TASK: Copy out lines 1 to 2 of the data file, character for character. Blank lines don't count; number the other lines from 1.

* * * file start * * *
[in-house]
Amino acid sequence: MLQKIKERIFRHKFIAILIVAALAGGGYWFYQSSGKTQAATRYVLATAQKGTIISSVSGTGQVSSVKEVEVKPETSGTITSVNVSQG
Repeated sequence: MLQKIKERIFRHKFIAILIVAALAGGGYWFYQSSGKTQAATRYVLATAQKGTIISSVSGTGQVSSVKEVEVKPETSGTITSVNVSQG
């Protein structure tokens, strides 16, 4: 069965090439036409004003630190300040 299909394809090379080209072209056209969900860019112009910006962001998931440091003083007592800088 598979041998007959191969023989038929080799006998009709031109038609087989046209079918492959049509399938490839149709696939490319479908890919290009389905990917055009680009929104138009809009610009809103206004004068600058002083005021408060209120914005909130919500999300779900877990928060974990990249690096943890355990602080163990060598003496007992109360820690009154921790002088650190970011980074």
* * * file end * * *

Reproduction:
[in-house]
Amino acid sequence: MLQKIKERIFRHKFIAILIVAALAGGGYWFYQSSGKTQAATRYVLATAQKGTIISSVSGTGQVSSVKEVEVKPETSGTITSVNVSQG